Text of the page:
Tuesday, December 20, 2011

Advent - Day 8





Advent - Day 8

"Merry Non-Denominational End-of-the-Year Gala (not that we're into that sort of thing) to You and Yours, or not Yours (both choices are equally valid)"


One trend that has come up recently is the push to take "Christmas" out of the holiday greetings, and the backlash from people who don't like it. We hear at International Day have looked into the matter and are comfortable declaring both sides ninnies.

First, to the people who are trying to take every last vestige of Christmas out of culture, get a life. People will always "decorate" their world with what's important to them, whether that means rock and roll bumper stickers, tean-beat posters, or, yes, Christmas decorations. Do they go too far? Sometimes, but only because of the tacky-factor. I concede you don't want government promoting religion, but a Nativity is hardly proselytizing at sword point. Rather, it is a reflection of that community, and as long as equal time was made for other traditions of community members (like Jews and Muslims), well, it seems like that would be a happy compromise.

More important that inane court fights, when someone wishes you a Merry Christmas, they are virtually never trying to
A) make you be a Christian
B) Put down your religion

Christmas in America rarely has much to do with God anyway. Yes, they share a name, but it has become a hybrid affair, full of a melange of traditions. Ask any 1st grader what Christmas celebrates and they're likely to tell you it's the birth of Santa. When someone wishes you a "Merry Christmas," they are usually only trying to be nice. Try to take it in that spirit.

And now, to the other side: to you who celebrate Christmas....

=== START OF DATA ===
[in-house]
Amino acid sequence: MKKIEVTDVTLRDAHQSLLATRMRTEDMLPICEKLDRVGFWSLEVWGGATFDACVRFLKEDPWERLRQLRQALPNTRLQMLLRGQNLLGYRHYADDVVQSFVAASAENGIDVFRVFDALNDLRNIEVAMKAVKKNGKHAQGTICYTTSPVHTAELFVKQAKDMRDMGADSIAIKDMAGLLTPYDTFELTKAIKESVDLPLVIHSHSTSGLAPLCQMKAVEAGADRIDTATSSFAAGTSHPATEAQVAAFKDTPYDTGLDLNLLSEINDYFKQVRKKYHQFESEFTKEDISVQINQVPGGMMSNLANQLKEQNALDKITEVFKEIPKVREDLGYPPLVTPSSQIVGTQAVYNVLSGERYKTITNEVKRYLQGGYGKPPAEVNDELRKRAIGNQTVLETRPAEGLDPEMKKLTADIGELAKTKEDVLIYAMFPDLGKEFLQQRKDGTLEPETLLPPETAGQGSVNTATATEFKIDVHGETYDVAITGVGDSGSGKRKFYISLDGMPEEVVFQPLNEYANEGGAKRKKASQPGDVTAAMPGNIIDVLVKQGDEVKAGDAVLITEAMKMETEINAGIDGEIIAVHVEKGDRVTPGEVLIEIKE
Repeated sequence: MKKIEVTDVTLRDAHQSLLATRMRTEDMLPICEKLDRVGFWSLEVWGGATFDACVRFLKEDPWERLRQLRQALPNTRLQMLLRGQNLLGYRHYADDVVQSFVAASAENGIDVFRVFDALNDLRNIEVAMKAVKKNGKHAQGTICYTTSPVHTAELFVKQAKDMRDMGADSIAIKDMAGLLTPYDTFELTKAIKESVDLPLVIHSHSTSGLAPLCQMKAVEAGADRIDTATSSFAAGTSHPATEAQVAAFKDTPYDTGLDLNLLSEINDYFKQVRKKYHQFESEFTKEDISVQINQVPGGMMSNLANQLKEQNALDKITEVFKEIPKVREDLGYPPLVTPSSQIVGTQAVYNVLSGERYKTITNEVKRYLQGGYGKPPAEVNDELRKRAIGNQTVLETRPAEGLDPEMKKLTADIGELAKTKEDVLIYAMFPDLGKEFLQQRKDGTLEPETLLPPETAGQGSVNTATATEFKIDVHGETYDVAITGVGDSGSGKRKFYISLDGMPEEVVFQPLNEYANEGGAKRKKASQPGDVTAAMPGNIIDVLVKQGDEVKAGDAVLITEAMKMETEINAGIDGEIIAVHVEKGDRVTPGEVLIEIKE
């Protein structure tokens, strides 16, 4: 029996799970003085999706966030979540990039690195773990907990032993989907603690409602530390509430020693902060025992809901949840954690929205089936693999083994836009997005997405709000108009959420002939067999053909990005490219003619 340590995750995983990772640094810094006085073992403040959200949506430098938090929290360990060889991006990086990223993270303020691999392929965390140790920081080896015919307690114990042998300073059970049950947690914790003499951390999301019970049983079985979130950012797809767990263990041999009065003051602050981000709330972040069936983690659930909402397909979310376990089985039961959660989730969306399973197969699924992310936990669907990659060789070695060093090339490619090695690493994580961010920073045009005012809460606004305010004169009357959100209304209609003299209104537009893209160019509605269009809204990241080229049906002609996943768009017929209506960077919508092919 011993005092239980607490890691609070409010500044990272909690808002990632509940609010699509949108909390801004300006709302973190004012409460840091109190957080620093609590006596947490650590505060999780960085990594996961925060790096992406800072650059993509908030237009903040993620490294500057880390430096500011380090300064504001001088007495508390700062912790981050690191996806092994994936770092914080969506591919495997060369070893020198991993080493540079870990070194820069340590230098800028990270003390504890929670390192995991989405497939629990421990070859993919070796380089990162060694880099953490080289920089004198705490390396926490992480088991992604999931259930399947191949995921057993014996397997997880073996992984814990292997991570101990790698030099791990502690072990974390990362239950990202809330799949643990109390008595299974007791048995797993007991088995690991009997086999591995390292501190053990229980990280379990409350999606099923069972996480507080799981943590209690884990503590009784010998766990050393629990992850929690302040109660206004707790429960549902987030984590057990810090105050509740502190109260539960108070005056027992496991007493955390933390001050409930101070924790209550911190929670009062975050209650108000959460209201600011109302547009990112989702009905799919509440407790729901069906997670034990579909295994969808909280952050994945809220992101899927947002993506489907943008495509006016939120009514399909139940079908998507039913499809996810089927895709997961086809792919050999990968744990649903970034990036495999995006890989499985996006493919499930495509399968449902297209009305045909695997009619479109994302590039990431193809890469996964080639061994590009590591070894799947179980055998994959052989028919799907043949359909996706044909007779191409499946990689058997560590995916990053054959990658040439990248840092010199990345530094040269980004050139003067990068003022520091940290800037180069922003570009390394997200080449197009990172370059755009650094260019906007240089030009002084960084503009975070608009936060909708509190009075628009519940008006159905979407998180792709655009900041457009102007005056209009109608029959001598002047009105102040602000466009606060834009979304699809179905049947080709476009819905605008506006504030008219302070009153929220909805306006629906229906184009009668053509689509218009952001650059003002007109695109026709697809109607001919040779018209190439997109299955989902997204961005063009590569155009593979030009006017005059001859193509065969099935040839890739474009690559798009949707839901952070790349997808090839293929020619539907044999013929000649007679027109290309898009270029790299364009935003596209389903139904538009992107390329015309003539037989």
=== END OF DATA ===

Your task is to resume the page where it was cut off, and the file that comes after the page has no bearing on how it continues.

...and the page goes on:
Pull your heads out of your....stockings, and try to realize that the world is bigger than your tiny limited experience. Some people don't celebrate Christmas. Why would they do that? Well, they could be Jewish or Muslim or any of a host of other religions. They could have had bad experiences growing up, or nor tradition whatsoever, and just aren't into it. They could have had a family member die close to Christmas, and for them the time is now a painful experience.

The point: there are a thousand valid reasons why someone would not celebrate Christmas. Don't let that stop you, but try to realize that not everyone is into it like you are, and your own exuberance can come across as obnoxious. Try to be respectful of other cultures, maybe even learn something about their traditions. If someone doesn't celebrate Christmas because of bad experiences, count yourself lucky you didn't go through that and try to be extra loving to the person. Let me tell you something, and if you learn nothing else in your life, learn this: a little extra compassion and understanding promotes your "Christmas Spirit" far more than forcing someone to wear a Santa hat, accept a gift or eat your kids' awful cookies.

Good one, Hyperion. Good one.

We here at International Day celebrate all forms of Winter Holidays, both out of compassion and as a opportunity for you to give me presents! (Giving helps you!!)

We celebrate the following (and would love to add more if you know of any)....

Christmas
Hanukkah
Kwaanza
Winter Solstice
Yule
Festivus
Dinosaur Present Day (Featuring T-Rex)
Ramadan (I know it's already happened, but if you want to send me presents....)



May whatever holiday you subscribe to be all the awesome you can handle

2 comments:

Bogart said...

Ninnies! Excellent descriptor... and how about those who wish you "Merry Kwaastmasukkah!" Why can't people simply rejoice in others' happiness?! For Jebus' sake, by the time they were three, my sons learned to be happy (and not jealous) about their sibling's birthday, etc.

Kaida said...

Good one, Hyperion. Good one.